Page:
Assessing the impact of COVID-19 on prescription patterns and antibiotic use: Insights from three military health facilities

Mustapha Muhammed Abubakar, Kathrin Loosli, Abdulmuminu Isah, Mustafa Usman, Oluwatobi Fatokun, Ibrahim Amidu, Yusuf Ibrahim, Mukhtar Dotun Ijaiya, Blessing Onyinye Ukoha-Kalu*

*Corresponding author for this work

Research output: Contribution to journalArticlepeer-review

Abstract

Background: The COVID-19 pandemic disrupted health systems globally and there are suggestions it impacted antibiotics prescribing patterns in clinical practice. Objectives: This study aimed to assess the effects of the COVID-19 pandemic on the prescribing patterns in three Nigerian military health facilities and investigate the factors associated with antibiotic prescriptions. Methods: This was a two-year cross-sectional retrospective study. Three hospitals and a total of 11,590 prescriptions were purposively and conveniently sampled respectively. The World Health Organisation (WHO) and International Network of Rational Use of Drugs (INRUD) prescribing indicators were used to assess for polypharmacy, injection use, use of antibiotics, use of generic drugs and prescriptions from essential drug lists for the periods of the pandemic and before the pandemic. Indicators from both periods were compared for statistical significance using the independent t-test. Generalized linear modelling was applied to assess the factors associated with antibiotic prescriptions. The relationship between the receipt of antibiotics and independent variables was presented using incident risk ratios (IRR). Results: Our findings showed that all five WHO/INRUD prescribing indicators were above the reference limit for the two-year study period. The study found there was a significant statistical difference between the COVID- and non-COVID-19 periods, with polypharmacy and antibiotic use indicators elevated during the pandemic compared to the latter. COVID-19 (IRR = 1.09), comorbidity (IRR = 1.74), pregnancy (IRR = 0.93), out-of-pocket payments (IRR = 1.10) and the inpatient department (IRR = 1.51) were associated with antibiotic prescriptions. Conclusions: This provides insight on impact of the pandemic on prescription patterns and advocates for stewardship programs in clinical settings to ensure the rational use of drugs.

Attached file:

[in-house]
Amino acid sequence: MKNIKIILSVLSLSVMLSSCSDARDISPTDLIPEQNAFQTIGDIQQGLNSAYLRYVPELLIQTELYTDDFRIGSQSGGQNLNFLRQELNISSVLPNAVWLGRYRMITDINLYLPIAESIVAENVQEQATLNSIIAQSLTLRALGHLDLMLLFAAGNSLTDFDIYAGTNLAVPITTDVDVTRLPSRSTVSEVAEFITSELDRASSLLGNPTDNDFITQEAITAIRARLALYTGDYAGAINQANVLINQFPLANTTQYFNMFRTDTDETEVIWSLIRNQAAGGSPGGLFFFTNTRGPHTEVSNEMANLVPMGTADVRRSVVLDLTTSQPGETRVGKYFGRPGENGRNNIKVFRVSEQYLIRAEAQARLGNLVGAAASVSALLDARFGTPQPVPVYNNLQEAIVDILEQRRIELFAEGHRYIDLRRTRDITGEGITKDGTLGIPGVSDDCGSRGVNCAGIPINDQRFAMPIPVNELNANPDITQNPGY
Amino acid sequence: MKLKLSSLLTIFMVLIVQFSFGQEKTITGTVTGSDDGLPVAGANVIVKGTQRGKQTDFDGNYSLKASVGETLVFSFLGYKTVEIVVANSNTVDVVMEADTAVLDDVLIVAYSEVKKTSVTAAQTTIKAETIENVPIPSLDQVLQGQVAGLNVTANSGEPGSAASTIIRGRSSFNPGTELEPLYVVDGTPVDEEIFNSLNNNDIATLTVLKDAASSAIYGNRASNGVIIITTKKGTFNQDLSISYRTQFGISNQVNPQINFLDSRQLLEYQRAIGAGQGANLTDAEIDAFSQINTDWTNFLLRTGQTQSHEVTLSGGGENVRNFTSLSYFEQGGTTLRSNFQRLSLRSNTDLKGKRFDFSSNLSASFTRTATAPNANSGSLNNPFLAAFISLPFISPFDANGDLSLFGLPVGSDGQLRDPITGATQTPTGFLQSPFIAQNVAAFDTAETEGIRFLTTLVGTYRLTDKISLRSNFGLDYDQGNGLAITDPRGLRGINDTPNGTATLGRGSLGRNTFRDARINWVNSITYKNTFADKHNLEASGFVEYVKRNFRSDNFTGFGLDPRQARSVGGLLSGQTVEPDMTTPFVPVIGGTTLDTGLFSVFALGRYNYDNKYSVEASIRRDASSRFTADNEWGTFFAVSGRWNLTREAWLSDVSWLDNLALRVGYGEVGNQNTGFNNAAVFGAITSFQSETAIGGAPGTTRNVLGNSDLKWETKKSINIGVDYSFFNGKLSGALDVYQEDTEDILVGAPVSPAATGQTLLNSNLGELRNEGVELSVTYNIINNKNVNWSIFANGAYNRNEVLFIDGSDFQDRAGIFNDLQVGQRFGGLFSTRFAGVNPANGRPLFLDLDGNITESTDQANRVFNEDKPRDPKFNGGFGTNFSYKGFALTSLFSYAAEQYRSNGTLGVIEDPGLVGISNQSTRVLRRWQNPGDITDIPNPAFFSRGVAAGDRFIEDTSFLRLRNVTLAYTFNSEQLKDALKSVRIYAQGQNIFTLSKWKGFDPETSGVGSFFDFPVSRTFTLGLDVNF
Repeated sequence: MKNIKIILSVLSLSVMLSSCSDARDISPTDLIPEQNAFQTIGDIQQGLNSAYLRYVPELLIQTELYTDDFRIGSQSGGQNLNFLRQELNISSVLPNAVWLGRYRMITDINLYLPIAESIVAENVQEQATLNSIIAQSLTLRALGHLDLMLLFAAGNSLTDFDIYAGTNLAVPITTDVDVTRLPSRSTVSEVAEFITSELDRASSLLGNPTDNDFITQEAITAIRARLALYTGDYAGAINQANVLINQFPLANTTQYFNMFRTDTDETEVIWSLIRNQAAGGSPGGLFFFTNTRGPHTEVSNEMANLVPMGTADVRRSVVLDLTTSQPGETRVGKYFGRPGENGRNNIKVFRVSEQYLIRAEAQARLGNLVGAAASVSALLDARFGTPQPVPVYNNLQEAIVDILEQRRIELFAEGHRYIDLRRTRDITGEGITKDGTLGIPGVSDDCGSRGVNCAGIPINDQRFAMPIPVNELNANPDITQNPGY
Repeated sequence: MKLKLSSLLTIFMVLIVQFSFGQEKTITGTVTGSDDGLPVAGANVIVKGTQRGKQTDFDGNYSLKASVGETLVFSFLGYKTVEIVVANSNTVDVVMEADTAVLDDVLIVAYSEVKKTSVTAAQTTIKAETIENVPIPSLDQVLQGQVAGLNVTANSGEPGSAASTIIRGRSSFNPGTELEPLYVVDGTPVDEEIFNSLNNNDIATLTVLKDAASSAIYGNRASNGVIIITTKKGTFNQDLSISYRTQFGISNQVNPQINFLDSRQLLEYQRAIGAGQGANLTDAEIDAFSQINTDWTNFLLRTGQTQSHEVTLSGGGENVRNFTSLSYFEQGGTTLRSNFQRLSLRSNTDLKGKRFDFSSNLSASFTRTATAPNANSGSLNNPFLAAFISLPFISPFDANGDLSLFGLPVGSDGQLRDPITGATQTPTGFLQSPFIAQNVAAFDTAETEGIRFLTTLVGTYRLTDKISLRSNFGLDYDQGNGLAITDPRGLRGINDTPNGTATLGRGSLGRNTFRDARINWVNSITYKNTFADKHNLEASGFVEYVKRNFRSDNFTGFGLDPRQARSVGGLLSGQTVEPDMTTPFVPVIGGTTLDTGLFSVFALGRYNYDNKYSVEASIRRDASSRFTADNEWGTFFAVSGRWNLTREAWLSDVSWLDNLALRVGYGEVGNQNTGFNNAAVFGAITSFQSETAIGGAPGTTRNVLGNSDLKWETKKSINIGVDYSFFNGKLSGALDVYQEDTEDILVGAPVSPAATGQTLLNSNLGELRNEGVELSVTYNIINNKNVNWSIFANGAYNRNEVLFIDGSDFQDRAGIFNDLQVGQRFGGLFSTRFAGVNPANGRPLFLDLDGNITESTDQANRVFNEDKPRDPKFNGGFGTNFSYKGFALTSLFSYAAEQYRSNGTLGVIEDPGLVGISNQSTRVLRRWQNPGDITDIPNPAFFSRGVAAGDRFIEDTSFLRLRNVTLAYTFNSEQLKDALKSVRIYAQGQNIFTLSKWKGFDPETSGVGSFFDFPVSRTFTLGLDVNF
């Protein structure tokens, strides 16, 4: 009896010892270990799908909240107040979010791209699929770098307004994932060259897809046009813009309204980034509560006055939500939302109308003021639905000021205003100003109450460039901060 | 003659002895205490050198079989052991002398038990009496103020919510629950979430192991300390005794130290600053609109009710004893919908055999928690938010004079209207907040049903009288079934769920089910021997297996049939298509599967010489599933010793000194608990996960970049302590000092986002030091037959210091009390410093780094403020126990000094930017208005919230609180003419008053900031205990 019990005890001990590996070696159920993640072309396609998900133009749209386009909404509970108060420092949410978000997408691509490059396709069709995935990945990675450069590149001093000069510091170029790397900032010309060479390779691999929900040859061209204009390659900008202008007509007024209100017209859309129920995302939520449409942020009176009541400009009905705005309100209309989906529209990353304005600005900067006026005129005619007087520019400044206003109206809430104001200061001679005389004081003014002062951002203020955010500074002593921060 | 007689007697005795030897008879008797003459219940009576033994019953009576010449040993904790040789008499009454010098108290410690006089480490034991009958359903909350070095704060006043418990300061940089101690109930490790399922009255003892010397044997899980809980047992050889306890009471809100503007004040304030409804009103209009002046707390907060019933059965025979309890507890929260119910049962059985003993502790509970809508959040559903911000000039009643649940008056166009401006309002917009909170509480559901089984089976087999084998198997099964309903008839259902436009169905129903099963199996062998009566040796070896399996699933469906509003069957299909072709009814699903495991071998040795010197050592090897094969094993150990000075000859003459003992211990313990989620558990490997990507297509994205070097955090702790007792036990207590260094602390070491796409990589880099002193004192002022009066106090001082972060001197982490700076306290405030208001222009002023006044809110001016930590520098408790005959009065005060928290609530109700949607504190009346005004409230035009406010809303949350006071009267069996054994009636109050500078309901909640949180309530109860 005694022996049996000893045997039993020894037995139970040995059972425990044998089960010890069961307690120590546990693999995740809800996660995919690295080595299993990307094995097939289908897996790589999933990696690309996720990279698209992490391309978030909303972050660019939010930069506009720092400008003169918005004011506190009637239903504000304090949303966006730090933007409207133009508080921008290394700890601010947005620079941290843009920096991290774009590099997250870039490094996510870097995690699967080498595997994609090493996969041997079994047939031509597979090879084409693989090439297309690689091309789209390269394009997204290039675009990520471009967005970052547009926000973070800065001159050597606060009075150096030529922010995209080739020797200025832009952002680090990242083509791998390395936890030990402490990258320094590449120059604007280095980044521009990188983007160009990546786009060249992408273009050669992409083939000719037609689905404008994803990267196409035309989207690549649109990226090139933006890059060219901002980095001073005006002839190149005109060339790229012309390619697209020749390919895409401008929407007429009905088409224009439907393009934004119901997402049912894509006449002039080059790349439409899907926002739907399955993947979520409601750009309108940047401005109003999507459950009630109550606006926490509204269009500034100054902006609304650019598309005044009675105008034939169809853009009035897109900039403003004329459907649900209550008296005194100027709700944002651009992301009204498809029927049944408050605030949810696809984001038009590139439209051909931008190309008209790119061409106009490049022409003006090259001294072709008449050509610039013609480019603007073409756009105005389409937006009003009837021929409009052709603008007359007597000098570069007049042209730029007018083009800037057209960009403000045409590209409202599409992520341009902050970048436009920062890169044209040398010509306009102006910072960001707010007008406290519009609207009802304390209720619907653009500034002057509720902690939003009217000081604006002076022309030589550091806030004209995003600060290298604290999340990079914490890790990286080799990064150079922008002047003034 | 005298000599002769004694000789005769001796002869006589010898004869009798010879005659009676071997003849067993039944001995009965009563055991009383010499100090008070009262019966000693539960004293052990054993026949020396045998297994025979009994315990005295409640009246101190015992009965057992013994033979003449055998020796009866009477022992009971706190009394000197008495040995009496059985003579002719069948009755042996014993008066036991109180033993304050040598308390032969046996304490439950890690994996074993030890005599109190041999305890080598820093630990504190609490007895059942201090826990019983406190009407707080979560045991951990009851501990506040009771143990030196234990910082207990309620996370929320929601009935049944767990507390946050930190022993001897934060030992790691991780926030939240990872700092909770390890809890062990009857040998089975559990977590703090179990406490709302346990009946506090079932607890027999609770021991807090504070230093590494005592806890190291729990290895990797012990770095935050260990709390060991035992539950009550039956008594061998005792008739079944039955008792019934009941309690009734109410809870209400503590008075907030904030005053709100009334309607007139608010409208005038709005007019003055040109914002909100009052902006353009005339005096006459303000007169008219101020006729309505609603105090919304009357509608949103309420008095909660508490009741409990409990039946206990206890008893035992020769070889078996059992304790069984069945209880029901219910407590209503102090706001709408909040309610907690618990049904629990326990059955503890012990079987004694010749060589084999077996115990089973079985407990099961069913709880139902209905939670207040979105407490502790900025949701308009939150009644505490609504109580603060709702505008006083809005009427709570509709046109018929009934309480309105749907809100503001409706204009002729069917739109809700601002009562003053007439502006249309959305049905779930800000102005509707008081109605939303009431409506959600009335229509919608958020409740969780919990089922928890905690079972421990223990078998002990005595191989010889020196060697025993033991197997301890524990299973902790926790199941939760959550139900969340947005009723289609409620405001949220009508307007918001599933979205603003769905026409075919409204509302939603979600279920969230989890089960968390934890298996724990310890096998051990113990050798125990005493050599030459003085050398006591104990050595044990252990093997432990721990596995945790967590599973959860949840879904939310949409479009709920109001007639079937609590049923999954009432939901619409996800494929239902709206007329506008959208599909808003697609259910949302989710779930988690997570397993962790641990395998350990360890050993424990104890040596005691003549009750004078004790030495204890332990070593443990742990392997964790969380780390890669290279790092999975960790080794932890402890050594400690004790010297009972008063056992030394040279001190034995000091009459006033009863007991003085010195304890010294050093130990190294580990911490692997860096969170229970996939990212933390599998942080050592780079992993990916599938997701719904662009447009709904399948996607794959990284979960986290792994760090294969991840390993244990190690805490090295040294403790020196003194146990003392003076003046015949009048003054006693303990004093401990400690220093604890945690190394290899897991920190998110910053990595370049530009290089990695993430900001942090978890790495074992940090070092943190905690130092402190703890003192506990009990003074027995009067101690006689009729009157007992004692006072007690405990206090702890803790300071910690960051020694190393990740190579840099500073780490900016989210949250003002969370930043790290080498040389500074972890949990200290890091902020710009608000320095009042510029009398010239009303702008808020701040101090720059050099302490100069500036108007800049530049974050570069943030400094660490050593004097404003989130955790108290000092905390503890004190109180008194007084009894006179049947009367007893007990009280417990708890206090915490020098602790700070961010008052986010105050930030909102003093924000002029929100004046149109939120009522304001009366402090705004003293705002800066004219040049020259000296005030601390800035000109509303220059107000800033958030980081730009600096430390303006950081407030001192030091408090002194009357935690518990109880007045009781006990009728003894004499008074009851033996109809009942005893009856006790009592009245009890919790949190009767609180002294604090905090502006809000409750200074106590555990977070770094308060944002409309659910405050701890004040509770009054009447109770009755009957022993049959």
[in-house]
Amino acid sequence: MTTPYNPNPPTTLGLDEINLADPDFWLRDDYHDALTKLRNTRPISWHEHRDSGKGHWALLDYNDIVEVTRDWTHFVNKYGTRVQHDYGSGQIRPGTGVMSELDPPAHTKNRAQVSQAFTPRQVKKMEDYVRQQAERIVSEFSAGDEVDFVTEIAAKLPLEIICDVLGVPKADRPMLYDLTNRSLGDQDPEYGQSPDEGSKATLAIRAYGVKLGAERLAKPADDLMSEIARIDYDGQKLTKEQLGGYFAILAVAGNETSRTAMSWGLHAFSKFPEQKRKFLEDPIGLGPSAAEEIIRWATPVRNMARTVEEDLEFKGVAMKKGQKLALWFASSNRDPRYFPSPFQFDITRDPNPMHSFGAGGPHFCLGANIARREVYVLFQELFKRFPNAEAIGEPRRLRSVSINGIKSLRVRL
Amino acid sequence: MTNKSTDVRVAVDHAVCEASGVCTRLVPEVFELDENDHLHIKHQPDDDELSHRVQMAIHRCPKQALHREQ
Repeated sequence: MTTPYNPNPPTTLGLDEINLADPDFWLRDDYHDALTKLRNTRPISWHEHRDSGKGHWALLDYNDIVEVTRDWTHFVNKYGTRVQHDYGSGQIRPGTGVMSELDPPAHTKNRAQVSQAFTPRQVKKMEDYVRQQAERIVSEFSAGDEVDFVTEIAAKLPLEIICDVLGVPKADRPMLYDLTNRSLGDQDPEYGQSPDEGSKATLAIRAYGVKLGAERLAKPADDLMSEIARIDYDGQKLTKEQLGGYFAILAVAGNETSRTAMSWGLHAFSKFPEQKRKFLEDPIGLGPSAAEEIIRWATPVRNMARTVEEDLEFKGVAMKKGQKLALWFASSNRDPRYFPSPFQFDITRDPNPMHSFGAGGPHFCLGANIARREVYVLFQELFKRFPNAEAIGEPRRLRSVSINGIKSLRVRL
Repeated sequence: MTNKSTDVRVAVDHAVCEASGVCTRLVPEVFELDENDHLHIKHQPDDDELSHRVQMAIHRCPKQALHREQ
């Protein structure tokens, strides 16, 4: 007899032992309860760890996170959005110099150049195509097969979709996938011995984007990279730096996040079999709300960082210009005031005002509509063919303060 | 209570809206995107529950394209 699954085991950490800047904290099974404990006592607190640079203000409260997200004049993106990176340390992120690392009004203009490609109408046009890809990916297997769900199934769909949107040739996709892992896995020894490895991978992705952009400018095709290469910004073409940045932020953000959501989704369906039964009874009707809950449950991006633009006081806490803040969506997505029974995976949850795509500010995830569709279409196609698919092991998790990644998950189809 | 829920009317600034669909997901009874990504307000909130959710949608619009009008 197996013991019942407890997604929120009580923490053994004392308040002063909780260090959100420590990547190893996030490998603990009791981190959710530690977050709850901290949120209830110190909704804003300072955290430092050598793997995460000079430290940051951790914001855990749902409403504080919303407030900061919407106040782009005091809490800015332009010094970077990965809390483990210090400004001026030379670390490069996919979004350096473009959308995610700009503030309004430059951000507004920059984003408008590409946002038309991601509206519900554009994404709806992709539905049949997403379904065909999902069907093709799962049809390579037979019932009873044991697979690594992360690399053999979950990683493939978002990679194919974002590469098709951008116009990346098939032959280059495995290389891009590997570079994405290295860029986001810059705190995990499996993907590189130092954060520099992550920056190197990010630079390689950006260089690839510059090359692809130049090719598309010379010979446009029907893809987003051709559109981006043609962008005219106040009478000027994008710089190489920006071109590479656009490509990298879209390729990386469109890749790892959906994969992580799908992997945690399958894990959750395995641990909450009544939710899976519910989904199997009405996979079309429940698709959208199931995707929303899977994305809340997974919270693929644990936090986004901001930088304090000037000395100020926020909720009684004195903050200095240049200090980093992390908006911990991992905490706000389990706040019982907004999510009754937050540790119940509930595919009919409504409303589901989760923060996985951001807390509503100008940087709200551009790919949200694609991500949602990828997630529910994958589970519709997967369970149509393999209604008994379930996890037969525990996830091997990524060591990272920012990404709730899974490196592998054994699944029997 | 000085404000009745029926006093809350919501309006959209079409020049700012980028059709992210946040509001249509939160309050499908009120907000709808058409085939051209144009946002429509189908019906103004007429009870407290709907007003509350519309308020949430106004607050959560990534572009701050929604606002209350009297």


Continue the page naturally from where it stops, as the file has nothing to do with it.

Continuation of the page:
Original languageEnglish
Pages (from-to)157-162
Number of pages6
JournalResearch in Social and Administrative Pharmacy
Volume20
Issue number2
DOIs
Publication statusPublished - Feb 2024
Externally publishedYes

Bibliographical note

Publisher Copyright:
© 2023 The Authors

Keywords

  • Antibiotics
  • Antimicrobial resistance
  • COVID-19
  • Prescribing

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